Spend time amongst the 70,000 college students in Tallahassee from three institutions of higher learning (FSU, FAMU and Tallahassee Community College) and a couple of refrains emerge. There are murky details about evenings spent at Potbelly's, followed by repentant next-day visits to Voodoo Dog (805 S Macomb St., (850) 224-0005) for the Wake 'n' Bake, a bacon-wrapped dog with a fried egg and melted cheddar. Located in the revitalized Gaines Street district, it is cherished for its signature dog (the voodoo is a beef frank wrapped in bacon) but also its more rococo concoctions such as the Jefferson, which is the voodoo topped with housemade mac and cheese. But Tally's not a one-dog town, as many locals swear allegiance to competing Dog et Al (1456 S Monroe St., (850) 222-4099) for sheer range with 10 meats and 10 toppings.


The mill they use to grind the grits dates to 1920. Tyrone Morris, who is in charge of the grits these days, is worried that if it breaks no one will be alive who knows how to fix it. Bradley's Country Store (10655 Centerville Road, 12 miles north of Tallahassee in Felkel, (850) 893-1647) is the most beloved historic spot in the area, Grandma Mary Bradley having opened it as a general store back in 1927. It's still a general store where you can stock up on canned soup or a bar of soap, but the coin of the realm here is country smoked sausage and coarse-ground grits, both of which crop up on menus all over town. Frank Bradley (third generation) and his daughter, Jan, say the key to their sausage is mixing the seasonings in when the freshly killed hog is still warm, but as any Tallahassee politician can tell you, sausages are like laws — better not to see them being made.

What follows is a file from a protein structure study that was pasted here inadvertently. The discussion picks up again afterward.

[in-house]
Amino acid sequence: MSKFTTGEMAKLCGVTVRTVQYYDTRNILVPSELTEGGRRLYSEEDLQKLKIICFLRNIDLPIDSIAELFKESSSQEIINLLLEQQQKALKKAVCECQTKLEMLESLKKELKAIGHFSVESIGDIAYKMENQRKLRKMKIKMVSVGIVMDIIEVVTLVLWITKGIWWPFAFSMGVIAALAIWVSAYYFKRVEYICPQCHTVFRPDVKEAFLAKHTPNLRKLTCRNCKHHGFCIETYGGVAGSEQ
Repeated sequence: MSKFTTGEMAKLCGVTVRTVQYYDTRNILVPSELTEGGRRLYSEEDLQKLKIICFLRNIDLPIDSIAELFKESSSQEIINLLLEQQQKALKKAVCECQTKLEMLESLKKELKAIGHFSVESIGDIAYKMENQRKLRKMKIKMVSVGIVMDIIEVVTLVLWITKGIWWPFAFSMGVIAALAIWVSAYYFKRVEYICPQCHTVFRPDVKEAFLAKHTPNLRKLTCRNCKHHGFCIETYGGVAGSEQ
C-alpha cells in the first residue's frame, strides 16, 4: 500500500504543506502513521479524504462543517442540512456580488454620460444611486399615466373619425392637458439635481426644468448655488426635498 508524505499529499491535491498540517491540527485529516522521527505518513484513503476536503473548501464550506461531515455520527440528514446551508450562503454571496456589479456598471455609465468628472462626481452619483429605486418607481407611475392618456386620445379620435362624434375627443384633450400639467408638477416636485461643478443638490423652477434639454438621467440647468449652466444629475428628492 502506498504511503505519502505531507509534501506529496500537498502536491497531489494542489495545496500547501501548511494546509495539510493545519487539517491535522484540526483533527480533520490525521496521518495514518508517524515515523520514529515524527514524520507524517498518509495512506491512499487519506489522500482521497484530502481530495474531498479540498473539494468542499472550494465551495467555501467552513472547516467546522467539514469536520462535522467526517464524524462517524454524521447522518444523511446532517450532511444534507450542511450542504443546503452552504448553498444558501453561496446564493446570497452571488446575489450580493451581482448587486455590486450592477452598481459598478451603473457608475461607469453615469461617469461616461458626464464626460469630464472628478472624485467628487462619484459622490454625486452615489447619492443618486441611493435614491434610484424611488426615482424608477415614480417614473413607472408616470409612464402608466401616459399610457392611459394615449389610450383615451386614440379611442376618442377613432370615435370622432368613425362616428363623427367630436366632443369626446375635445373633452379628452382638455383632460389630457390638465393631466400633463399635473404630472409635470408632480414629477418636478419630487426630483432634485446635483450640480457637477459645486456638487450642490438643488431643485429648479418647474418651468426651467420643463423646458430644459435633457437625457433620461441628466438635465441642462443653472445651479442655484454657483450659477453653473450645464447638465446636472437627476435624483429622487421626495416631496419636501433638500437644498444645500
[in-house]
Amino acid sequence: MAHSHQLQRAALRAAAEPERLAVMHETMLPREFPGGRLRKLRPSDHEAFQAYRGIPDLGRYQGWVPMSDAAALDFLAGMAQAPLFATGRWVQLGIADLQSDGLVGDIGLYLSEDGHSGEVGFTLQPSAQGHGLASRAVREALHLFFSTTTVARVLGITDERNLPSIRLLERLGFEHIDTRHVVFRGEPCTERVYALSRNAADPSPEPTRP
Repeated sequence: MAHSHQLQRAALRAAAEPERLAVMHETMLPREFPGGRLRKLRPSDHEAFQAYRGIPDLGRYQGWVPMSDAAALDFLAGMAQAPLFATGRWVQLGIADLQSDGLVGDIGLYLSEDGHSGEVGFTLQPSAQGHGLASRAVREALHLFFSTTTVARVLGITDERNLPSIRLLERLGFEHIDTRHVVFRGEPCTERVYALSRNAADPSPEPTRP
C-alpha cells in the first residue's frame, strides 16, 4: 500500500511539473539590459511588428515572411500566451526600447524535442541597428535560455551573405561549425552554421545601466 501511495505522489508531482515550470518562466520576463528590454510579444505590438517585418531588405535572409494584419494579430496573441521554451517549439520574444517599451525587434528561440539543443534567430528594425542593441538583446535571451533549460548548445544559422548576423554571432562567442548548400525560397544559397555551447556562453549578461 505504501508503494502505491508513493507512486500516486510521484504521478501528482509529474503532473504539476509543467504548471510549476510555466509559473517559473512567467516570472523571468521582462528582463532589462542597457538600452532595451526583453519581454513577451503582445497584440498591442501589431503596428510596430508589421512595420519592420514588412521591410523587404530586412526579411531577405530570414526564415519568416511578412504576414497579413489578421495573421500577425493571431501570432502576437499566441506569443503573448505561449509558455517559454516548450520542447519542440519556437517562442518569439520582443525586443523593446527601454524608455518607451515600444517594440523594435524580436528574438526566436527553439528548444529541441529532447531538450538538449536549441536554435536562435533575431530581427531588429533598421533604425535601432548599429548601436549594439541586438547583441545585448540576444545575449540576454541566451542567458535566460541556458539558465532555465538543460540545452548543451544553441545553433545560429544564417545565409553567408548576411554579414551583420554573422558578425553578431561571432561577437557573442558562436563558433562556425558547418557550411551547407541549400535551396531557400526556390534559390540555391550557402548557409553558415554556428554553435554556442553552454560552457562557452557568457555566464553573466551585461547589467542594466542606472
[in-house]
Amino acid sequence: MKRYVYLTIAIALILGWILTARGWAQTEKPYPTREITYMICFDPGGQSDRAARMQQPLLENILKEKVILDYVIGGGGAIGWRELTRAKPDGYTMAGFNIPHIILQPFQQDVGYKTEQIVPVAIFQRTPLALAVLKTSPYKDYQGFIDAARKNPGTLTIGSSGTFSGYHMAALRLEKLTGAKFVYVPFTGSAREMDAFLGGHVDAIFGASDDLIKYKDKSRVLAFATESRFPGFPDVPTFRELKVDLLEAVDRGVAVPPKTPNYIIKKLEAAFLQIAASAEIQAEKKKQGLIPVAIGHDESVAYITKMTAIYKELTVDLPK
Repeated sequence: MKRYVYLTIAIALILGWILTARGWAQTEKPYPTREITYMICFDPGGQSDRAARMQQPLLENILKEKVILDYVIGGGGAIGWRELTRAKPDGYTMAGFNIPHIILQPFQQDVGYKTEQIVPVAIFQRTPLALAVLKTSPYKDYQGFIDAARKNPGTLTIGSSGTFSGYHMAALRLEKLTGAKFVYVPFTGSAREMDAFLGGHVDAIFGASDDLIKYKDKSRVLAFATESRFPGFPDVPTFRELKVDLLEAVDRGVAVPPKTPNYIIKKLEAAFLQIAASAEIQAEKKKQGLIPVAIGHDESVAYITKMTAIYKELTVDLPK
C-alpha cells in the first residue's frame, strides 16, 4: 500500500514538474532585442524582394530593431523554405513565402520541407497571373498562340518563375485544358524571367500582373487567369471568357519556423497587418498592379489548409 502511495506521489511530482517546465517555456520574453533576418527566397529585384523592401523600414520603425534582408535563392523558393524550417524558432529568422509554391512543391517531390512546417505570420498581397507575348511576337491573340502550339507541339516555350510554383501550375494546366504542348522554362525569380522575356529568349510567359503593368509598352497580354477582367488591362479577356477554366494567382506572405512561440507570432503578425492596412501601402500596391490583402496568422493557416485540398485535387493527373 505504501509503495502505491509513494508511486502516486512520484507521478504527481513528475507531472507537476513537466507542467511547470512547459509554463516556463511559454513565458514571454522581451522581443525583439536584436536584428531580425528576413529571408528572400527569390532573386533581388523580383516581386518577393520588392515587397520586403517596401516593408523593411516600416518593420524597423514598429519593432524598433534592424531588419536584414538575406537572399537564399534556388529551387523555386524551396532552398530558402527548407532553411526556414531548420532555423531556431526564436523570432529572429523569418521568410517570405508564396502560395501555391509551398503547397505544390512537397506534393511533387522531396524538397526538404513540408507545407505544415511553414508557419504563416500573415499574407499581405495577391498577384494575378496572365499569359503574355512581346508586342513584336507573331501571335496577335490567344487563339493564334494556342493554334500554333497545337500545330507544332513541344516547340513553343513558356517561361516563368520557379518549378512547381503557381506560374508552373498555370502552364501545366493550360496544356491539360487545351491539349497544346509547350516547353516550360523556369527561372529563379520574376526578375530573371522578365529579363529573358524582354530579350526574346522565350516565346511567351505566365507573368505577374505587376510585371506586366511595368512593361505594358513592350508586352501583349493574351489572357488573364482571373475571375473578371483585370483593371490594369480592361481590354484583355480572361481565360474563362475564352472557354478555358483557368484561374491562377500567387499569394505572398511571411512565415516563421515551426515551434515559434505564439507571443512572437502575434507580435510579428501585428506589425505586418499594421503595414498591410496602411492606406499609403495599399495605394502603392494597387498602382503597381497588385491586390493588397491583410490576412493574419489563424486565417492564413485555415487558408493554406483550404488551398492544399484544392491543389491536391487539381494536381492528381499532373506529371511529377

It's another thing that ain't pretty, but locals have been gaga over Shell Oyster Bar (114 Oakland Ave., (850) 224-9919) since 1945. When some government muckety-muck throws a serious party, it's likely these guys who show up to grill oysters with garlic butter, shuck dozens of raw Cedar Key or Apalach bivalves, and dish up fried shrimp, crab cakes and hush puppies. You pull up a stool inside the little concrete block hut and put in your order, which arrives on no-fuss foam plates with a squeeze bottle of addictive horseradish-zinged cocktail sauce (available to go). To my mind, the deep-fried oysters are tops, but throwing back a dozen raw ones with a side of sweet tea seems the quintessence of Tallahassee good times.